Brew Biz: Werts and All

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 This is the entrance to Mayday Brewing in Murfreesboro, Tennessee. The picture on the left: the complex from the entrance looking east, right is the complex from the entrance west. The shadow in the picture on the left is the ghost of Gasper the Friendly Gueuze who used to work here. We just happened to catch a picture of him as he stared fondly at what has happened to his old haunt: wishing he could have a Mayday beer too. Nah, just me taking a picture. Yes, the building is huge. Mayday occupies 12,000 of the 100,000 square feet, but they don’t own the building and soon, hopefully, other businesses will be moving in. A church is already being built, inside: where you can genuflect on your way to having a beer, or wash yourself of your sins after washing down a pint. Actually I’m guessing they’ll be open different hours, but more on that later.

Mayday Brewing
521 Old Salem Hwy
Murfreesboro, Tennessee 37129
ozzy@maydaybrewing.com

Written by Ken Carman

http://www.maydaybrewery.com

 Ken Carman is a BJCP judge; homebrewer since 1979, club member at Escambia Bay, Salt City and Music City Homebrewers, who has been interviewing professional brewers all over the east coast for over 10 years.

Written by Ken Carman

  Millie and I sailed down I-24 to Mayday in our Honda Element a couple weeks ago: the GPS lady with her annoying only mid-range digital whine interrupting the conversation, occasionally. I highly recommend anyone from out of town heading there who doesn’t know Murfreesboro intimately use a GPS and input the address.Yeah, the GPS lady can be annoying, but their location is a bit odd even for someone like me who made regular business trips to Murfreesboro in the 80s to pick up freshly pressed records, and then spent time culling business contacts there in the 90s..
 But be careful. Don’t take everything she says as gospel. If you come from the east and the lady tells you you’re arriving at the address, drive just a little further and look on your left. From the east apparently the GPS lady thinks that Mayday is owned by hobos who brew their batches on the railroad tracks, their John Hartford cupped hands, around brew-tin cans down this Murfreesboro back road.
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 Yeah, I managed to slip a song reference in there.
 With the size of this place a thousand or more train hopping, Gentle on My Mind singing, hobos could live here. But, ssh! …don’t tell THEM. Save it all for craft beer lovers.
 Tis holy water.
 Our interview was at four. Nothing better than to be greeted by one of the owners at the door: Pamela Nelson.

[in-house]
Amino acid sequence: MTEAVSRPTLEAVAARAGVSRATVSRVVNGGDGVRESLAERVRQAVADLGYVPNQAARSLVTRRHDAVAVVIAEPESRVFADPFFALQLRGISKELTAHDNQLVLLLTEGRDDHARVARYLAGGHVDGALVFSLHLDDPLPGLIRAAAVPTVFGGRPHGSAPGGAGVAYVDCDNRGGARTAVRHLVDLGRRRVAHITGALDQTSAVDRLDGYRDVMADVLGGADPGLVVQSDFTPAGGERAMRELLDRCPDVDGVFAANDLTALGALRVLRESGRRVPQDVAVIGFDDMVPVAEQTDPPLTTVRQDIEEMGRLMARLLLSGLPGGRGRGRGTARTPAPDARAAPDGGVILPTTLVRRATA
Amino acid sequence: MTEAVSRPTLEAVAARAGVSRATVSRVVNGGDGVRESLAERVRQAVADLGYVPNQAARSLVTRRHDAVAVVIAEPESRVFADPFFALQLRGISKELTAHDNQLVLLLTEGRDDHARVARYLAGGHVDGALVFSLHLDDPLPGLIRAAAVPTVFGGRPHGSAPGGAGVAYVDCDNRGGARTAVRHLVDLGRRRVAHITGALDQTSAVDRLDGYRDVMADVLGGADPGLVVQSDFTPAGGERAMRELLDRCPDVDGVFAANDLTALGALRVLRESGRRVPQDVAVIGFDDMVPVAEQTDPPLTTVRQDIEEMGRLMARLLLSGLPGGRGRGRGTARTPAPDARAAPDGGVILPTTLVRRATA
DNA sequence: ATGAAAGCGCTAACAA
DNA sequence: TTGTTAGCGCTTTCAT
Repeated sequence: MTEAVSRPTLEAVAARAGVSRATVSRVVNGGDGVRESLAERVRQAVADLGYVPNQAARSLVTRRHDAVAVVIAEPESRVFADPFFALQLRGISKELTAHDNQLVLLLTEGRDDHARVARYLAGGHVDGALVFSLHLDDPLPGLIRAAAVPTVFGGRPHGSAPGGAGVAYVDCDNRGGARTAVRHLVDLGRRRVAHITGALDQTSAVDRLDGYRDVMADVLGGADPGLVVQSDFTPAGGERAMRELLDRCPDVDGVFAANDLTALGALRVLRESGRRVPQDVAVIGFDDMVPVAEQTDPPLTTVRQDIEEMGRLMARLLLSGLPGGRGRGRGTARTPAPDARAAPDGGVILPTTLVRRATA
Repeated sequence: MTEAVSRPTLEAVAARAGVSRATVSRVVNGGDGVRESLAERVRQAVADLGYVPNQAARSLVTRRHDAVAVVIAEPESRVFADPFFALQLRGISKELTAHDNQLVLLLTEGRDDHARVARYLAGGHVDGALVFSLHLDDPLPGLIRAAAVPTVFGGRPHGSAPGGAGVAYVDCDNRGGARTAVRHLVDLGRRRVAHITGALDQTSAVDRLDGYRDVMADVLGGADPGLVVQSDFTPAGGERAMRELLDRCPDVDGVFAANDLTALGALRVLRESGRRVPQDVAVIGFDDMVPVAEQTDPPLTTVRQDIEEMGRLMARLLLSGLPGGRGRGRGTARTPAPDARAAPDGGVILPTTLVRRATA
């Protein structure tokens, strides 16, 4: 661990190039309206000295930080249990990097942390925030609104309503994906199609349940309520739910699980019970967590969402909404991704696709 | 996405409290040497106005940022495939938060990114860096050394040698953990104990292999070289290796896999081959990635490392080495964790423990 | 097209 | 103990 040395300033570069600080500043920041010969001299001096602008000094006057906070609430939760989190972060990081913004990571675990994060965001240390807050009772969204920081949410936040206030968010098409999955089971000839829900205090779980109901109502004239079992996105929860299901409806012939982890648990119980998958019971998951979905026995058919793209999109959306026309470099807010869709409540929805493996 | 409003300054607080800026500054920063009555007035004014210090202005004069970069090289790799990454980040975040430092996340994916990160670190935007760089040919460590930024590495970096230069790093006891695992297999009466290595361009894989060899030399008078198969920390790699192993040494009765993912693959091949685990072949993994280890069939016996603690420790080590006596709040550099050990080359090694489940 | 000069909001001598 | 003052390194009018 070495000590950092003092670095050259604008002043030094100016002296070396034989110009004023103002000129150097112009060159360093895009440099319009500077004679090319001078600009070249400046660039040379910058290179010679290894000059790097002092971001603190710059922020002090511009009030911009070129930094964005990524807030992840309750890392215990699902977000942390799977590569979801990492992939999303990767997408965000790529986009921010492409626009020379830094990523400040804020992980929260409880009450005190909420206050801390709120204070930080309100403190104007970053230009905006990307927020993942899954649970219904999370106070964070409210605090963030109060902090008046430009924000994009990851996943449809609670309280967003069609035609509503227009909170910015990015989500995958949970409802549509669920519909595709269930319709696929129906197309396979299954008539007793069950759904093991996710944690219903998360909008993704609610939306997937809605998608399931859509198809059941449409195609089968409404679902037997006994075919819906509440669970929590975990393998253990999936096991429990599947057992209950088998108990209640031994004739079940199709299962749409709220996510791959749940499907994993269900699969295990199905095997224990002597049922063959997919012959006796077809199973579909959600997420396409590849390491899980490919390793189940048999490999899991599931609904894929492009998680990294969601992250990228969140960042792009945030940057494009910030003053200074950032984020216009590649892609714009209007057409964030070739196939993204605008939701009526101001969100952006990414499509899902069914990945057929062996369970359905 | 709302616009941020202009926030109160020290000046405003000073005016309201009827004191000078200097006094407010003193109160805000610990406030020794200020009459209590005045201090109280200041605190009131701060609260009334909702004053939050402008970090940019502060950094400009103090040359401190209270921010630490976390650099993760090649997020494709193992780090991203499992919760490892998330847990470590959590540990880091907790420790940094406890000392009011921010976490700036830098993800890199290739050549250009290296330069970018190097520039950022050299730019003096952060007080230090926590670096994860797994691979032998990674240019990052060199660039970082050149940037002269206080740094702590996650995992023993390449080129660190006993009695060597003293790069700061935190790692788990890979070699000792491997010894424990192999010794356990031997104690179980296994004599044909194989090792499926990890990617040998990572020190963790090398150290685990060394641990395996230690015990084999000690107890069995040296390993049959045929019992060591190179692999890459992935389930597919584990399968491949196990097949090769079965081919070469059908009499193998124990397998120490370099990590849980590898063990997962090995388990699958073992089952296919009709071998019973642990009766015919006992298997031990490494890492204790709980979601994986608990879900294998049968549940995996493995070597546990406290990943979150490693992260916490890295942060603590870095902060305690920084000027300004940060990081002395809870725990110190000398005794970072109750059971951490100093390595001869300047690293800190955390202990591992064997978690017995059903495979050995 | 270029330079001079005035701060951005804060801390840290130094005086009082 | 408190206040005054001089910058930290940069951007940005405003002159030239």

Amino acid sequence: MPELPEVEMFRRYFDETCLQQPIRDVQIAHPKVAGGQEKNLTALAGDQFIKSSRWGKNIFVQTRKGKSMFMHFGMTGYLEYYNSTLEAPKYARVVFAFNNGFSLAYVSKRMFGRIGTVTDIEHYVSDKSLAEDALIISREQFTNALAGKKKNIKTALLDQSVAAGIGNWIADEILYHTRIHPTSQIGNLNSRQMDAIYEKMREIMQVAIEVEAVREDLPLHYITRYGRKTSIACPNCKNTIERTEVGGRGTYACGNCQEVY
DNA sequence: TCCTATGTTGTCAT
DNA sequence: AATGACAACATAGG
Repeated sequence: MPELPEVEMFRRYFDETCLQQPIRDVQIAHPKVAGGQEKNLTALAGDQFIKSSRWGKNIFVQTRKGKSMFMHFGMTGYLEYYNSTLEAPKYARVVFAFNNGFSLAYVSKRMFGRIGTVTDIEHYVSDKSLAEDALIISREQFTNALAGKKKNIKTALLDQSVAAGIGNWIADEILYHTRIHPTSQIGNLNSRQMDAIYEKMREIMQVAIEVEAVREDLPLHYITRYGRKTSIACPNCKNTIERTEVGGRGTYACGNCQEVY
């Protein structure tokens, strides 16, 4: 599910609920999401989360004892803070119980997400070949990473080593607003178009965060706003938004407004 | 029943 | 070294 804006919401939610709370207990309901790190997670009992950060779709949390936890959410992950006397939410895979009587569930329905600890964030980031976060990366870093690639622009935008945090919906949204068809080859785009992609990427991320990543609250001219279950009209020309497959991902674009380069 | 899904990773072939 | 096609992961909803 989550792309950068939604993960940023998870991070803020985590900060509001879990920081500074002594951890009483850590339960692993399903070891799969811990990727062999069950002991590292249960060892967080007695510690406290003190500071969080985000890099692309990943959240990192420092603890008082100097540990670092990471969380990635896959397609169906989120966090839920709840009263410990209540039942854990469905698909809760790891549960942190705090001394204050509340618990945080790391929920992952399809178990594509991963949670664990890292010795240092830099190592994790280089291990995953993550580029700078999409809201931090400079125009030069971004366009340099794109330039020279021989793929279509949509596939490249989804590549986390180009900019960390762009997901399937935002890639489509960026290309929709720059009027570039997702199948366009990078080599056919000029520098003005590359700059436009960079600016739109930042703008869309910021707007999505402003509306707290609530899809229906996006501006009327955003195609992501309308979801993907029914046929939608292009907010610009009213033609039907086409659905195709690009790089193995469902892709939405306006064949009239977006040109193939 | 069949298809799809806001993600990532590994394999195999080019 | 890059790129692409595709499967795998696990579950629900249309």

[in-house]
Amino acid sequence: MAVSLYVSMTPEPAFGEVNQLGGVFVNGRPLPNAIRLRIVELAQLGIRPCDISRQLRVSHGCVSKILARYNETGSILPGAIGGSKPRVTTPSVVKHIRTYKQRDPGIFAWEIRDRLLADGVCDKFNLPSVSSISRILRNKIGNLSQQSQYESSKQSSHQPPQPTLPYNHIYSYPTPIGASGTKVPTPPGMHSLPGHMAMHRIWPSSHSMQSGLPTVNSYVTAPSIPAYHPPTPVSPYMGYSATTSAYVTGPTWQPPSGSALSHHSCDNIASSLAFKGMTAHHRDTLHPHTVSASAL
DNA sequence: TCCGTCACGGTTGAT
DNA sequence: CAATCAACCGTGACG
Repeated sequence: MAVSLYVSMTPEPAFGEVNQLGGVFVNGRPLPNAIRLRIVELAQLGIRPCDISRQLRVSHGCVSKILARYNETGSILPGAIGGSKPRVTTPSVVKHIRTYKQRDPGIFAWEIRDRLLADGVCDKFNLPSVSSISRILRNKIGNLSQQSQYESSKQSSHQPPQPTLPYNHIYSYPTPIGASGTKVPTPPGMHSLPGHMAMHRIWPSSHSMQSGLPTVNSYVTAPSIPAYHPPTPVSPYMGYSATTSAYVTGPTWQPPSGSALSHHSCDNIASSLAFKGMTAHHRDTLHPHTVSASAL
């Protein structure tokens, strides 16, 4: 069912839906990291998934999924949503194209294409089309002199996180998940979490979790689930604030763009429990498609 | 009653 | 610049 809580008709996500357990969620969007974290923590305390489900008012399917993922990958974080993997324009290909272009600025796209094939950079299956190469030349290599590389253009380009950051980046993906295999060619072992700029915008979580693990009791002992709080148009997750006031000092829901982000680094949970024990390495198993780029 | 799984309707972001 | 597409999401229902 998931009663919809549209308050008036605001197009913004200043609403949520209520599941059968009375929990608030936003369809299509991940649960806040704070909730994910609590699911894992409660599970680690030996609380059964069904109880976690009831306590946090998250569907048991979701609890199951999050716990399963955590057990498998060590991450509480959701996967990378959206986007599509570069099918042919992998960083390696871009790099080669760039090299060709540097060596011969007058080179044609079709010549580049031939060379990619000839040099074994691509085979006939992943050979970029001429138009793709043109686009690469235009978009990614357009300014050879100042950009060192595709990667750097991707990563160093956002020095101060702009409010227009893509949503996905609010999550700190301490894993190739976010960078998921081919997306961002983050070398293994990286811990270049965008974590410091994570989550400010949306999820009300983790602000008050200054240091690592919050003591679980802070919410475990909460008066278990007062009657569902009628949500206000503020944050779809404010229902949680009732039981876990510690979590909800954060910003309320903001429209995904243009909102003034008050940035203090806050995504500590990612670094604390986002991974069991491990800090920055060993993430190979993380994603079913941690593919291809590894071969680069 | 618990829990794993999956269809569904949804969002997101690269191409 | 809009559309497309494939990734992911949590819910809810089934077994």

But you just don’t walk in the door of the brewery, or the tasting room, if you parked in the big parking lot. This is a huge complex that for the past 57 years has gone through 5 plant expansions, 8 changes in ownership. Continue reading “Brew Biz: Werts and All”

New Hampshire Cuts Red Tape To Put Nanobreweries On Tap

 Throwback Brewery co-owner Nicole Carrier and assistant brewer Chris Naro pour beer for customers at their North Hampton, N.H., taproom. Picture: Emily Corwin/NHPR

Throwback Brewery co-owner Nicole Carrier and assistant brewer Chris Naro pour beer for customers at their North Hampton, N.H., taproom.
Picture: Emily Corwin/NHPR
 

Written by Emily Corwin for NPR

As beer drinkers demand increasingly obscure beers with ingredients like jalapenos or rhubarb, smaller and smaller breweries are stepping up to the plate. New Hampshire is one state helping these brewery startups get off the ground, with new laws that make it easier for small-scale breweries to obtain licenses and distribute their craft beers.

Among those benefiting: Nicole Carrier and her partner, Annette Lee, of North Hampton, N.H. A year and half ago, they were just enthusiastic home brewers. Now, they spend much of their time rinsing equipment and mixing ingredients at their brewery, Throwback. As in, a throwback to the days when communities were smaller, and all food was local food.

Carrier still works for IBM, while Lee left her job as an engineer to start the brewery. With two full-time employees, Carrier and Lee produce 360 gallons of beer a week. That’s about what bigger craft breweries throw away.

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